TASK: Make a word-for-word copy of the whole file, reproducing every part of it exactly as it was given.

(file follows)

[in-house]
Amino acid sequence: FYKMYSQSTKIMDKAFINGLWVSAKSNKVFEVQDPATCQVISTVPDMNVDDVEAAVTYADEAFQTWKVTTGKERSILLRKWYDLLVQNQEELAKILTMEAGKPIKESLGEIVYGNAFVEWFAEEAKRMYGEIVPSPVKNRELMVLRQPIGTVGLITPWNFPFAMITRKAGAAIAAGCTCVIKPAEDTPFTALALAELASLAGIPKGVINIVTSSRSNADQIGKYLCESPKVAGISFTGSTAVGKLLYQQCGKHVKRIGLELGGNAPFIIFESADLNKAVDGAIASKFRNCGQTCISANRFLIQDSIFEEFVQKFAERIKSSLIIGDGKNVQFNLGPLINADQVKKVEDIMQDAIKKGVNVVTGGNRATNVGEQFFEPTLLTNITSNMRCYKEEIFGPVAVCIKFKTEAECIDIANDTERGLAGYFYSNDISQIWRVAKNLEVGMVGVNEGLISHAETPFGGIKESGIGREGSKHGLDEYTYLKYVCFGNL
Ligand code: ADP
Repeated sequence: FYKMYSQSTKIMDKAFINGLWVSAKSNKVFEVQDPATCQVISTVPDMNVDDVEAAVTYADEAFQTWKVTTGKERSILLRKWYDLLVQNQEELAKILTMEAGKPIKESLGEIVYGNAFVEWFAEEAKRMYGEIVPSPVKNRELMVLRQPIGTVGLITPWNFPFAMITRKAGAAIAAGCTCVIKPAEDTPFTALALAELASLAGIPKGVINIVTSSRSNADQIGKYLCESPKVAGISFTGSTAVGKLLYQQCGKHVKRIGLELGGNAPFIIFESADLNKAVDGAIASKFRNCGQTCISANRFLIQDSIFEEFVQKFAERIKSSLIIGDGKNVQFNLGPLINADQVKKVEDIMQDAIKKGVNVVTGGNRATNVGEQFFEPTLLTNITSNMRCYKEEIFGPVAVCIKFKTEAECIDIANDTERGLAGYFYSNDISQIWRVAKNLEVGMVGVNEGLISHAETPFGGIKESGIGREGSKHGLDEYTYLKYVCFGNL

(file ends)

[in-house]
Amino acid sequence: FYKMYSQSTKIMDKAFINGLWVSAKSNKVFEVQDPATCQVISTVPDMNVDDVEAAVTYADEAFQTWKVTTGKERSILLRKWYDLLVQNQEELAKILTMEAGKPIKESLGEIVYGNAFVEWFAEEAKRMYGEIVPSPVKNRELMVLRQPIGTVGLITPWNFPFAMITRKAGAAIAAGCTCVIKPAEDTPFTALALAELASLAGIPKGVINIVTSSRSNADQIGKYLCESPKVAGISFTGSTAVGKLLYQQCGKHVKRIGLELGGNAPFIIFESADLNKAVDGAIASKFRNCGQTCISANRFLIQDSIFEEFVQKFAERIKSSLIIGDGKNVQFNLGPLINADQVKKVEDIMQDAIKKGVNVVTGGNRATNVGEQFFEPTLLTNITSNMRCYKEEIFGPVAVCIKFKTEAECIDIANDTERGLAGYFYSNDISQIWRVAKNLEVGMVGVNEGLISHAETPFGGIKESGIGREGSKHGLDEYTYLKYVCFGNL
Ligand code: ADP
Repeated sequence: FYKMYSQSTKIMDKAFINGLWVSAKSNKVFEVQDPATCQVISTVPDMNVDDVEAAVTYADEAFQTWKVTTGKERSILLRKWYDLLVQNQEELAKILTMEAGKPIKESLGEIVYGNAFVEWFAEEAKRMYGEIVPSPVKNRELMVLRQPIGTVGLITPWNFPFAMITRKAGAAIAAGCTCVIKPAEDTPFTALALAELASLAGIPKGVINIVTSSRSNADQIGKYLCESPKVAGISFTGSTAVGKLLYQQCGKHVKRIGLELGGNAPFIIFESADLNKAVDGAIASKFRNCGQTCISANRFLIQDSIFEEFVQKFAERIKSSLIIGDGKNVQFNLGPLINADQVKKVEDIMQDAIKKGVNVVTGGNRATNVGEQFFEPTLLTNITSNMRCYKEEIFGPVAVCIKFKTEAECIDIANDTERGLAGYFYSNDISQIWRVAKNLEVGMVGVNEGLISHAETPFGGIKESGIGREGSKHGLDEYTYLKYVCFGNL